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Asulam is the active ingredient in the product Asulox.  It is no longer approved for use in the UK or in Europe. 

After the registration of Asulox was withdrawn at the end of 2012, the Bracken Control Group applied for annual Emergency Authorisations, which covered all of the UK, to keep Asulox available for bracken control.  

The annual applications were successful across the UK, up to and including the 2022 season, but only for England in 2023.  

On the 13th October 2023, UPL Europe Ltd., the manufacturers of Asulox, announced their decision to cease the research programme that aimed to prove that the use of Asulox was safe and effective for bracken control and allow the reinstatement of full regulatory approval (now under UK regulations).  A link to the UPL letter confirming this can be found here.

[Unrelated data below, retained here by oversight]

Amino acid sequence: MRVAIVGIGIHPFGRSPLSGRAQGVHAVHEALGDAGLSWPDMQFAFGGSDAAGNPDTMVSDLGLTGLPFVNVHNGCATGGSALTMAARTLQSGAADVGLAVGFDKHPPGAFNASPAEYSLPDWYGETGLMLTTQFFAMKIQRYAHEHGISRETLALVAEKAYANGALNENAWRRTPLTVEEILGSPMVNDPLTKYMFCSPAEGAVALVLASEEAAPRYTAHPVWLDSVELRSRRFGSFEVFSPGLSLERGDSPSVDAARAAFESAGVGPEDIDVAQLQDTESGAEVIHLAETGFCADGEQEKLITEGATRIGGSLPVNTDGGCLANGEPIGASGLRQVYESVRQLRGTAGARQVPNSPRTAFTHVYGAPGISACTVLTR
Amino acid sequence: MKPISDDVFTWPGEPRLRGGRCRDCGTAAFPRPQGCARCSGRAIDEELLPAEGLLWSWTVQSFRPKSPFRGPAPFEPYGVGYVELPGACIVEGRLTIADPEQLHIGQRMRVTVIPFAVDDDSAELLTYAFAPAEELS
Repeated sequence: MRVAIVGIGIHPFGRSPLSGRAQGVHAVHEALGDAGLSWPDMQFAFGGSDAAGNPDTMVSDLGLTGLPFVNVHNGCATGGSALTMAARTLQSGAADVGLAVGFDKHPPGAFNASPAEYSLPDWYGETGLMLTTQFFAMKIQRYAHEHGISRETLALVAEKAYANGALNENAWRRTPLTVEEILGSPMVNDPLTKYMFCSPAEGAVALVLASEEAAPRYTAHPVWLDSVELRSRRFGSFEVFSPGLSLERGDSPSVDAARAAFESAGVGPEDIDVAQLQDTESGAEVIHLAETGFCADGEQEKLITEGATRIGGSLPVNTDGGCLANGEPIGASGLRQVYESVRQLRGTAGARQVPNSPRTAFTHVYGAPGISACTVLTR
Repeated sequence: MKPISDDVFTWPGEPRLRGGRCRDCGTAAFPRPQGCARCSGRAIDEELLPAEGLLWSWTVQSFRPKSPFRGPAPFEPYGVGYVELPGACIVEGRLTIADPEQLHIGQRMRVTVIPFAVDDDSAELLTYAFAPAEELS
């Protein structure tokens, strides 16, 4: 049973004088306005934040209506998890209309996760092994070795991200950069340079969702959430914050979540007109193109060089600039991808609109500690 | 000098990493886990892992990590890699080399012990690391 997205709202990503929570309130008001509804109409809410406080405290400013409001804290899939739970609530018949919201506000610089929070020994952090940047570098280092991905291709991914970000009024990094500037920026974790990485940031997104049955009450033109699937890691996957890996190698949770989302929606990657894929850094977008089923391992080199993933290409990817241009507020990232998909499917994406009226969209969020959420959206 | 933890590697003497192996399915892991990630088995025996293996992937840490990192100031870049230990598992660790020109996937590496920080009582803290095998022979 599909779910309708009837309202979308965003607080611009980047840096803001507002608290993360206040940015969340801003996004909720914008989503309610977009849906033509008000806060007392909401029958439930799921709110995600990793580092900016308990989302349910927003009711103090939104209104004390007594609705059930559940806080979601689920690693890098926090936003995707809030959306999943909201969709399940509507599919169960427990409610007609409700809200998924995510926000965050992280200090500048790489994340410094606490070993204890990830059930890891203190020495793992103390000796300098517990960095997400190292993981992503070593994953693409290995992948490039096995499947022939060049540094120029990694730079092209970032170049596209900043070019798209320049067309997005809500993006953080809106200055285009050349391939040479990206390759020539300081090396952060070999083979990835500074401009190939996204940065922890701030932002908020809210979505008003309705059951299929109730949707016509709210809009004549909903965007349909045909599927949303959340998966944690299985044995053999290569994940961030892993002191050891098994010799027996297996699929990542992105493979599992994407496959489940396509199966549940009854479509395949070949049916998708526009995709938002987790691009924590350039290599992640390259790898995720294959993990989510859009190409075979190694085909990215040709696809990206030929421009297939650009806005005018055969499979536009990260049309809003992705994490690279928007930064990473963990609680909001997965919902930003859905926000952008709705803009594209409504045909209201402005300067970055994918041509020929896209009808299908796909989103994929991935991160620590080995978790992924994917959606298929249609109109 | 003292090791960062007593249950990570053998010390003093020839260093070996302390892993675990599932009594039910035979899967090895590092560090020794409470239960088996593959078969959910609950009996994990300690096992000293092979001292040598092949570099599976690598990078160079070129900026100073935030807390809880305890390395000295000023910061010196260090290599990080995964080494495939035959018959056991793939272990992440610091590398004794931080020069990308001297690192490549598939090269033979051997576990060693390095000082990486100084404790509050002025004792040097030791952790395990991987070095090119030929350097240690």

Without the support of this research programme, a further application for an Emergency Authorisation for 2024, and beyond, could not be submitted.

Asulox in 2023

The application for Emergency Authorisation for the use of Asulam for bracken control during 2023 was approved in England only.

The full approval is available to download and this contained the latest version of the product label.

The dates included in the approval were as follows:

19 Jun 23 Emergency Authorisation issued Storage, promotion, sales, and transfer authorised.
1 Jul 23 Application of Asulam can commence.
11 Sep 23 Expiry date: for sale & distribution and use of stocks. Storage of stocks can continue, and stocks can be moved for disposal.  Asulam cannot be applied after this date.